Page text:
The following article is cross-posted from today’s Australian Property Journal.

Australian Property Journal

Wednesday 1 April 2020

THE nation’s peak bodies representing shopping centre landlords and retailers have reached an agreement on how to handle leasing challenges during the coronavirus.

The National Retail Association (NRA), Australian Retailers Association (ARA), the Pharmacy Guild of Australia (PGA) and the Shopping Centre Council of Australia (SCCA) sat down for talks after Prime Minister Scott Morrison called on landlords and tenants to come together on Sunday night.

The representative bodies have reached a set of retail leasing principles and called for the implementation of a national Code of Conduct to assist both retailers and landlords during this period of unprecedented economic turmoil.

They said shopping centre owners and retailers have a mutual interest in business continuity and landlords are encouraging retailers to approach them to discuss relevant issues and work towards agreed outcomes and retailers have agreed they may need to provide accurate business records to landlords.

All leases will be dealt with on a case-by-case basis, considering factors such as whether the tenant has suffered financial hardship due to covid-19; whether the tenant is an SME; whether the tenant’s lease has expired or is soon to expire; and whether the lessee is in administration or receivership. Some leases have different structures and are at different stages: some leases are based on rent as a percentage of turnover; some lessees may already be in arrears; and some leases may already be expired and in “hold-over.”

The seven principles agreed:

  1. Short term, temporary moratorium on eviction for non-payment of rent to be applied across commercial tenancies impacted by severe rental distress due to coronavirus.
  2. Tenants and landlords are encouraged to agree on rent relief or temporary amendments to leases.
  3. The reduction or waiver of rental payment for a defined period for impacted tenants.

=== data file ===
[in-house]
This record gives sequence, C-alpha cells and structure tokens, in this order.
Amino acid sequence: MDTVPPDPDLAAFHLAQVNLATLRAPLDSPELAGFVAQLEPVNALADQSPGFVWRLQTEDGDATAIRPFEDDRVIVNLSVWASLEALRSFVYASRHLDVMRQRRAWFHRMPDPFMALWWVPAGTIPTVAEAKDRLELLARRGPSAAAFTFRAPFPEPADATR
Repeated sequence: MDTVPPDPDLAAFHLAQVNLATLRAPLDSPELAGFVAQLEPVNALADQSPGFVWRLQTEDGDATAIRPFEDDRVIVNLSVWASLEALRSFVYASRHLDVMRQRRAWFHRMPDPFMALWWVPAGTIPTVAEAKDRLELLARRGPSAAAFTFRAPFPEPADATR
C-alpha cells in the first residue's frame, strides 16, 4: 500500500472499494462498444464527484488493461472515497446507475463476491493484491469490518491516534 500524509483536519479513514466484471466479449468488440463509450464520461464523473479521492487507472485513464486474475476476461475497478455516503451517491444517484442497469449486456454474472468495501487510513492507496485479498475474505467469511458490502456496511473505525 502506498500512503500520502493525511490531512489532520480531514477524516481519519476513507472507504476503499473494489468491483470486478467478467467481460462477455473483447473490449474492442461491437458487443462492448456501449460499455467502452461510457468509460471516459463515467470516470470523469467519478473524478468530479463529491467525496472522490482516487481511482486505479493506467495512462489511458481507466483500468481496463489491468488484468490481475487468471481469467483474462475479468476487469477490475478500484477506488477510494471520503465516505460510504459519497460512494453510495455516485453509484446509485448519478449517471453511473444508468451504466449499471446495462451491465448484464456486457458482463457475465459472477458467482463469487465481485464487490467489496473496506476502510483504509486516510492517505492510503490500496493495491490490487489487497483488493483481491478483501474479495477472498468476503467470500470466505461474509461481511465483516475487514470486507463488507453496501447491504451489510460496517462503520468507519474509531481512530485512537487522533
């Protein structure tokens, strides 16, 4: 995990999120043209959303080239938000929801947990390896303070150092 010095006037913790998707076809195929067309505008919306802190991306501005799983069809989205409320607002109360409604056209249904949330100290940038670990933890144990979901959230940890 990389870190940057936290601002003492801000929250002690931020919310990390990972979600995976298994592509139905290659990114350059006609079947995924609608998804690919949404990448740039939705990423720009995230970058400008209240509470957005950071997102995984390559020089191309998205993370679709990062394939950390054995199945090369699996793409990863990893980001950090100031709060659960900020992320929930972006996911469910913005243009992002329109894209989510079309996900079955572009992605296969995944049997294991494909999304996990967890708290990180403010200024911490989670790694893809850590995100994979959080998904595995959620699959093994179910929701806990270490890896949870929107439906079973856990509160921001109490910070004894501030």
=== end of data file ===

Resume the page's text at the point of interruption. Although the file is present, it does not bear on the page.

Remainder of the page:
4. The ability for tenants to terminate leases and/or seek mediation or conciliation on the grounds of financial distress.
  5. Commercial property owners should ensure any benefits received in respect of their properties should also benefit their tenants in proportion to the economic impact caused by COVID-19.
  6. Landlords and tenants not significantly affected by coronavirus are expected to honour their lease and rental agreements.
  7. Cost-sharing or deferral of losses between landlords and tenants, with Commonwealth, state and territory governments, local government and financial institutions to consider mechanisms to provide assistance.

NRA CEO Dominique Lamb said: “We sat down immediately after the Prime Minister’s announcement to come together in good faith and continue our ongoing discussions to ensure landlords and tenants are working together.”

ARA CEO Russel Zimmerman added the industry has a track record of working together, including on challenging issues.

“This is about working together and assisting policy makers in the next phase given our group’s longstanding engagement on retail leasing issues,” he said.

PGA national president George Tambassis said pharmacies are under immense pressure as frontline health resources during this COVID-19 crisis, and they need the certainty and consistency that can be provided by this code.

SCCA executive director Angus Nardi said shopping centre owners and retailers have a mutual interest in business continuity.

“It’s positive to have a unanimous and timely approach to tackle the pressing challenges we all confront in the current environment in a way that is fair and balanced to everyone,” Nardi said.

Last week SCCA chairman Peter Allen asked landlords not to terminate leases after it was advised by the government some owners were not engaging with tenants.

“This is surprising, and if correct, very disappointing and frustrating to hear.” Allen said.

The SCCA represents the country’s largest retail landlords including AMP Capital, ISPT, Brookfield, Dexus, GPT, Charter Hall, JLL, Lendlease, Mirvac, Perron Group, QIC Global Real Estate, SCA Property Group, Stockland, Vicinity and Scentre.

SCCA members own or co-own approximately 510 shopping centres in Australia comprising approximately 13 million sqm of lettable floorspace, which represents around 68% of the total lettable floorspace of Australian shopping centres.

Leave a Reply